The Patient Experience As a Work of Art
September 4, 2015
How many ways do we try to quantify and qualify the patient experience? HCAHPS and other satisfaction surveys are far from exact or even understandable. We cannot fully understand or easily predict why any patient answers any particular question in any particular way.
Even the term “patient satisfaction” does not define the nature of being a patient. Nonetheless, physicians and nurses are pressured into “causing” the optimal experience. We set policies and protocols as to how patients are to be treated, and use HCAHPS scores for employee evaluation. As of today, it is clear we have yet to get this right or consistent.
I suggest that we take many steps back to look at the wholeness, the gestalt, of being a patient before delving into the details of what that may mean.
If we look at a work of art wholly created by an artist whose intention may or may not be obvious, we can find only the meaning we bring to it. And, the patient experience is, likewise, the sum total of all life and health events — hospitalization being only one of them.
Perception is informed by expectation. Expectation is informed by direct experience and prior knowledge from any number of sources. How can we expect hospital staff to know what this is for each patient?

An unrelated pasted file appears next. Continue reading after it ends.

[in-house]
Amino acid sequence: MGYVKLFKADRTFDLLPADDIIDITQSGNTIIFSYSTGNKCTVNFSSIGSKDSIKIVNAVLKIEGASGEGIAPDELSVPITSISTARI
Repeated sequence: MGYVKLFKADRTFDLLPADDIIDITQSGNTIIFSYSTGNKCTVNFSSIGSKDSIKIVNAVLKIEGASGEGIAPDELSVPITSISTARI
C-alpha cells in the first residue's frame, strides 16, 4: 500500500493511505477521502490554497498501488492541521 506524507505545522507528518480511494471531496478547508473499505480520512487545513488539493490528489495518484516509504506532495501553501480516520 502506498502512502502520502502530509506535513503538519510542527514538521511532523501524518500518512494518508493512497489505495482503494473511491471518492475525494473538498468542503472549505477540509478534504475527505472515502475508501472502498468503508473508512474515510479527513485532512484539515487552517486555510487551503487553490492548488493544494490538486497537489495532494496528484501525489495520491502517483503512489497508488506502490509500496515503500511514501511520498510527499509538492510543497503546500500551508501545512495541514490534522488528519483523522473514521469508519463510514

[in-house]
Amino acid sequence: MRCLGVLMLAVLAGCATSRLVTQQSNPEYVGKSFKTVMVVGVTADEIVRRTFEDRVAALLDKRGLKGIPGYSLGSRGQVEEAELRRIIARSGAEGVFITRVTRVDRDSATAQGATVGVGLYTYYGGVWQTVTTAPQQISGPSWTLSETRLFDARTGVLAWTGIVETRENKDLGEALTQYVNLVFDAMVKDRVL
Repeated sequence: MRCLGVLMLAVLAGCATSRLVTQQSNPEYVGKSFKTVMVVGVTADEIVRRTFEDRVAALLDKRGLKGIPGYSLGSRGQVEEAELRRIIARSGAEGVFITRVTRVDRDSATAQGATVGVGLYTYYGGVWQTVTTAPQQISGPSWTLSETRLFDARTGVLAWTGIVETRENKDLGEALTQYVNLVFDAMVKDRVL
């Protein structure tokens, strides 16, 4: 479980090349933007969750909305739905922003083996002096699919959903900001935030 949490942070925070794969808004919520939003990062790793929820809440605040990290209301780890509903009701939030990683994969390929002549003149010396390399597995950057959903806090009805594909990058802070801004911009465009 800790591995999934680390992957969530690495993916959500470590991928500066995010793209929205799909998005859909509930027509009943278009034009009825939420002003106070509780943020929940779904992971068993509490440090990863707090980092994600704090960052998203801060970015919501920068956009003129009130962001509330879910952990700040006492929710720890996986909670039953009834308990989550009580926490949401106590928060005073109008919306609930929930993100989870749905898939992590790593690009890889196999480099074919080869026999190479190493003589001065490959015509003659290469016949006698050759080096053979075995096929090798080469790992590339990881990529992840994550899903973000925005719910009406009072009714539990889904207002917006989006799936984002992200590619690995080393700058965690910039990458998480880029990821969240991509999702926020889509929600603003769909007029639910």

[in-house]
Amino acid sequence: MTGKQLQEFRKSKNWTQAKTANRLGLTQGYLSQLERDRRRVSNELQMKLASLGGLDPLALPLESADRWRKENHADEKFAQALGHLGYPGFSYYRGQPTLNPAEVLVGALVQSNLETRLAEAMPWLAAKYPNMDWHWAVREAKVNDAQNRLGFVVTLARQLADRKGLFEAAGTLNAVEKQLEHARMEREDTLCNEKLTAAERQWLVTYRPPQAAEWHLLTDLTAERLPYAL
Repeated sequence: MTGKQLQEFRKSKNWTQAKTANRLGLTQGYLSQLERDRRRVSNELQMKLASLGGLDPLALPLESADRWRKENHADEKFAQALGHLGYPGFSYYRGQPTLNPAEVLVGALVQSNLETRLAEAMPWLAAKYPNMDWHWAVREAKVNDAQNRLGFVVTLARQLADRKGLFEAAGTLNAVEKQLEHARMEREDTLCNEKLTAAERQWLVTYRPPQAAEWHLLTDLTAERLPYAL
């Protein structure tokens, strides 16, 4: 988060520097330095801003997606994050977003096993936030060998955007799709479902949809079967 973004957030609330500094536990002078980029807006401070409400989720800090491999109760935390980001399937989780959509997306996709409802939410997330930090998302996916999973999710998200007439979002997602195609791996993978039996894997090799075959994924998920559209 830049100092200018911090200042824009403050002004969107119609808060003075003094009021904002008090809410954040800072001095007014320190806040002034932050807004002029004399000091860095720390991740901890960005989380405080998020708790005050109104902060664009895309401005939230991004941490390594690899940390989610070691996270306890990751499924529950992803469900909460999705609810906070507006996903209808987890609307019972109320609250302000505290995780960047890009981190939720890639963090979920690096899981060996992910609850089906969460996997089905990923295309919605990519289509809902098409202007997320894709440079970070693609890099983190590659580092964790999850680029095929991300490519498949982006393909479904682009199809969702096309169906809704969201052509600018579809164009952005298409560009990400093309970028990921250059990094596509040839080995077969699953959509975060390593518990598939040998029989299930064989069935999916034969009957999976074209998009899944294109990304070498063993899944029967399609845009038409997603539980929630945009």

If the patient experience is, indeed, akin to a work of art, then trying a one-size-fits-all image misses entirely that fact that one-patient-fits-no-other. Using our best efforts to individualize care, we still apply universal policies and collect universal data.
What do we know?
- Most people approach a hospital with high anxiety, feeling vulnerable
- Most people respond better to concerned kindness than to disregard or insensitivity
- Most people find that feeling safe relieves fear
These reactions apply to all human beings who enter any hospital. However, many of us have forgotten how easy it is to be nice in the midst of chaos.
A work of art has the meaning we bring to it, informed by our prior experiences. And, so it is with being a patient. We respond immediately to a beautiful painting or photograph of a rose. And, so it is how patients respond to loving kindness.
What kind of rose can we offer to those so vulnerable in our care?
P.S. If you like this post, please do me a favor and share on LinkedIn, Twitter, Facebook, etc. Also to get automatic notices when a new post is published, subscribe (upper right). No spam – just great content. Thanks!